Vanbarton forecloses on Prodigy’s FiDi co-working property

Crowdfunding platform loses another building as it goes through bankruptcy

Vanbarton Group's Gary M. Tischler and Richard Coles with 17 John Street (Google Maps)
Vanbarton Group's Gary M. Tischler and Richard Coles with 17 John Street (Google Maps)

A lender nabbed another property from Prodigy Network as the troubled crowdfunding firm is in the midst of bankruptcy proceedings.

Vanbarton Group foreclosed on the company’s co-working and co-living facility at 17 John Street known as the Assemblage John Street, according to property records. The deal was valued at $83 million.

Vanbarton provided a $36 million junior mezzanine loan to fund the project developed by Prodigy in partnership with Shorewood Real Estate Group in 2018. The lender and real estate investment firm, led by Gary Tischler and Richard Coles, initiated a UCC foreclosure sale in April.

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331 Park Avenue South (Google Maps)
New York
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Located in Manhattan’s Financial District, The Assemblage John Street, was among Prodigy’s most well known assets and a symbol of the company’s success in attracting retail investors to buy into its business model. Prodigy was founded by Rodrigo Niño, a former real estate broker, who crowdfunded money from small-time investors largely in South America. He was able to raise more than $50 million of equity for The Assemblage John Street.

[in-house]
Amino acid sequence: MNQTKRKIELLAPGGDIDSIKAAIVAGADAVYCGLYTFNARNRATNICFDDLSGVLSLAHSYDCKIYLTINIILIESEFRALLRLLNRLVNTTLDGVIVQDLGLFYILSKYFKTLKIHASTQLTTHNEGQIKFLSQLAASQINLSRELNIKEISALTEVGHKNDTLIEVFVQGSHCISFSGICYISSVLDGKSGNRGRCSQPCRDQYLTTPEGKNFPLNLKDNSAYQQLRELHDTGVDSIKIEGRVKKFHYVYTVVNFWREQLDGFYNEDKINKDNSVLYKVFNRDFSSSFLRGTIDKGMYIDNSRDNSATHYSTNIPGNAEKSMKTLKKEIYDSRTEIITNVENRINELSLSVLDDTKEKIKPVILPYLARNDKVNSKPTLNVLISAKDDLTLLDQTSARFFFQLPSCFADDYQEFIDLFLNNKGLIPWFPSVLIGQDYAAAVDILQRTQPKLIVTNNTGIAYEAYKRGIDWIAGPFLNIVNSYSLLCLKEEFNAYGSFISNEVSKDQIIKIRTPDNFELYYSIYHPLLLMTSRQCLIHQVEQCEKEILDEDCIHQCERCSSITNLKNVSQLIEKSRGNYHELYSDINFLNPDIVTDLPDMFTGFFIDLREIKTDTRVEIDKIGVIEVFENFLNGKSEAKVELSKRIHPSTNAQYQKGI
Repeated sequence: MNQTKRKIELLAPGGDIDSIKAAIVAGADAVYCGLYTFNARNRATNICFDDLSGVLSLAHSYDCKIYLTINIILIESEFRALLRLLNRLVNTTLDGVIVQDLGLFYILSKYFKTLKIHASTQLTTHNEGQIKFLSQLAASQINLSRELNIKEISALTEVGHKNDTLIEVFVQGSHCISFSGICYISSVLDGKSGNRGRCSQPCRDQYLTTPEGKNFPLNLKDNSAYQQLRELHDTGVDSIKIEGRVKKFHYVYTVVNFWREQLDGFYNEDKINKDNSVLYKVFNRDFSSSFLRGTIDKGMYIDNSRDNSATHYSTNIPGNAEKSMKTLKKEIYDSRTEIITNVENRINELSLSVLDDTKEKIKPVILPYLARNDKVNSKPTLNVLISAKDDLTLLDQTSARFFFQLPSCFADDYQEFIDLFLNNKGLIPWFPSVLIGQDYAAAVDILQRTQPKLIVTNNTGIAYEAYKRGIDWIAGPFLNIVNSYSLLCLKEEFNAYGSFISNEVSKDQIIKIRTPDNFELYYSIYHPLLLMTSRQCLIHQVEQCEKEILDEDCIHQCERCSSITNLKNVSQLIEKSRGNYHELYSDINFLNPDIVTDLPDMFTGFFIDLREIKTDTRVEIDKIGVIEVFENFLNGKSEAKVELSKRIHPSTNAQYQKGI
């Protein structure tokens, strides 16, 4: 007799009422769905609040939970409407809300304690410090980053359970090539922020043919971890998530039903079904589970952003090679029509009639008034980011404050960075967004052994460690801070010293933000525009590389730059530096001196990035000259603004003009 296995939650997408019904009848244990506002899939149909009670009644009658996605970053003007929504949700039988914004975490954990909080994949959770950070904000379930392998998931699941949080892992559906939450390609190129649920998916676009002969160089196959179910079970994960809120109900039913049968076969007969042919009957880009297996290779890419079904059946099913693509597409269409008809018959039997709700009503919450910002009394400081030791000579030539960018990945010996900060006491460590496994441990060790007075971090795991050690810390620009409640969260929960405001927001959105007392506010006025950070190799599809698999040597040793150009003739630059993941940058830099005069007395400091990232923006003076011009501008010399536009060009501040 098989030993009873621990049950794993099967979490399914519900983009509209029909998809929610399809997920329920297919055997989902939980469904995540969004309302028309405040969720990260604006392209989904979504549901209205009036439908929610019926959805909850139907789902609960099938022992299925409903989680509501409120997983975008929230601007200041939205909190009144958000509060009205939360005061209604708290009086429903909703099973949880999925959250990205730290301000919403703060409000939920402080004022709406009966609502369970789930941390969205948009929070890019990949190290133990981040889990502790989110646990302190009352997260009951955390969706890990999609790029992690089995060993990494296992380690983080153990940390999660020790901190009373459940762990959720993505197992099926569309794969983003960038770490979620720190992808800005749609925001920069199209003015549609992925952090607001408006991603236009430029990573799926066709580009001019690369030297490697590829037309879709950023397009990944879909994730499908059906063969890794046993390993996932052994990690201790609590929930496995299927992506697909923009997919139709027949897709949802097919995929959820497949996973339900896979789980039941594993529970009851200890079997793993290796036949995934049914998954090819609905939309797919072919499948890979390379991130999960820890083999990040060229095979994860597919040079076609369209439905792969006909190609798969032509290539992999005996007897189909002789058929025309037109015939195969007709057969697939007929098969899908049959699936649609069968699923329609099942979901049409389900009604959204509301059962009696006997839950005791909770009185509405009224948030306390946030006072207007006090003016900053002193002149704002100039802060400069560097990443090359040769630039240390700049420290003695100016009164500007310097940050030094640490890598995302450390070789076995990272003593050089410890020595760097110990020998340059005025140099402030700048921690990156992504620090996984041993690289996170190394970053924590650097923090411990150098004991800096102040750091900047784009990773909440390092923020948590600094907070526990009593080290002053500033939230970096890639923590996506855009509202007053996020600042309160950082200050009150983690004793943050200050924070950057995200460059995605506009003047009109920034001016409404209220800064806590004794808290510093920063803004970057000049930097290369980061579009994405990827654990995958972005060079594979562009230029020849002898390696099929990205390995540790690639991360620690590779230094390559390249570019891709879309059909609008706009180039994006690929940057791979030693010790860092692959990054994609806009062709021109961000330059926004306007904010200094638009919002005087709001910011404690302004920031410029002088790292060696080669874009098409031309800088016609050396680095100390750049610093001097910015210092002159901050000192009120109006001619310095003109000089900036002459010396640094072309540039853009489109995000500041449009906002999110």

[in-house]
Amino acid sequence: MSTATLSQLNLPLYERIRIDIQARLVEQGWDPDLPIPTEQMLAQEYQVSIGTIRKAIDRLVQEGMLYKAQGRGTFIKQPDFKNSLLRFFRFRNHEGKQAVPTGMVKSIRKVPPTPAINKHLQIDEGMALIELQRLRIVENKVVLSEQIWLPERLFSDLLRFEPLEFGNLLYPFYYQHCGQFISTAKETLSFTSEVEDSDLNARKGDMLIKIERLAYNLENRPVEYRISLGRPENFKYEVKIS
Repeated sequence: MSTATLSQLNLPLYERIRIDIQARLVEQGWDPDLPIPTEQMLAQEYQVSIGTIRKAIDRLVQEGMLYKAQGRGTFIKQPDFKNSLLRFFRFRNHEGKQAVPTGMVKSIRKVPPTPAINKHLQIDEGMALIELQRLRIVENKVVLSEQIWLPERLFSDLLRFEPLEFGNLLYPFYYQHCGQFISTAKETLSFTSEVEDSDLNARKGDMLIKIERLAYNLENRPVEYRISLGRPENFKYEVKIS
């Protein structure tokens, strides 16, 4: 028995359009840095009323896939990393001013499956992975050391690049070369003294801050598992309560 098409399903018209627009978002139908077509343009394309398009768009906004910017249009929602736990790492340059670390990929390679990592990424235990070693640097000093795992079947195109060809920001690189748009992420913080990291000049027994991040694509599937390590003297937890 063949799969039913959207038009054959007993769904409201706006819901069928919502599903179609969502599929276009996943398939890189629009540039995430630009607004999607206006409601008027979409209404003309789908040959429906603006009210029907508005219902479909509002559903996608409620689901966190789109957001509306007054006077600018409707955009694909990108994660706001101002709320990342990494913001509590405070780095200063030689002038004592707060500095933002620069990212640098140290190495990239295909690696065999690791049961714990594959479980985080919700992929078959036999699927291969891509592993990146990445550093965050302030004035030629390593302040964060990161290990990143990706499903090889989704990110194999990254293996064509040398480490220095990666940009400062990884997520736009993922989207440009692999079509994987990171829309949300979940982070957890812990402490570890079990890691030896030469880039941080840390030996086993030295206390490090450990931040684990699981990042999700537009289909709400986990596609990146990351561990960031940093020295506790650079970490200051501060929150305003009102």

But the project had struggled to break even for about a year after it opened in April 2018, according to investor materials reviewed by The Real Deal. Prodigy turned the red ink to black in the second quarter of 2019, but the company’s income still fell below expectations.

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About a year later, Niño died of cancer. The company has since continued to implode and investors have filed lawsuits alleging they were misled on their investment returns. Prodigy is now facing more than a dozen lawsuits from investors who reportedly poured more than $690 million into its investment platform. The company filed for Chapter 7 bankruptcy in March, which means it will not reorganize.

The John Street property is not Prodigy’s first to be taken over by a lender. Prodigy and Shorewood Capital’s NoMad House at 114 East 25th Street and Park Avenue South House at 331 Park Ave South were acquired by Arbor Realty Trust last year.

Vanbarton has been active in acquiring properties through UCC foreclosure auctions. The company recently acquired a planned office tower site at Fifth Avenue and West 29th Street by HFZ Capital Group and Marble Collegiate Church’s project through a UCC foreclosure. In December, Vanbarton Group, as a mezzanine lender, took control of Prodigy’s AKA Wall Street, an extended-stay hotel at 84 William Street.

While commercial foreclosures are still prohibited under New York state law, UCC foreclosures bypass the courts system.

Unlike a traditional foreclosure, in which a lender takes control of a property outright, UCC foreclosures allow lenders to take control of an equity interest in the property, which makes them liable to a senior loan. The lender is required to schedule an auction to sell these interests, but can make a credit bid, using its existing debt, to take control of the property.

Attempts to reach Prodigy were unsuccessful. Lawrence Davis of Shorewood Real Estate Group did not immediately return a request for comment. Vanbarton Group also did not respond to a request to comment.

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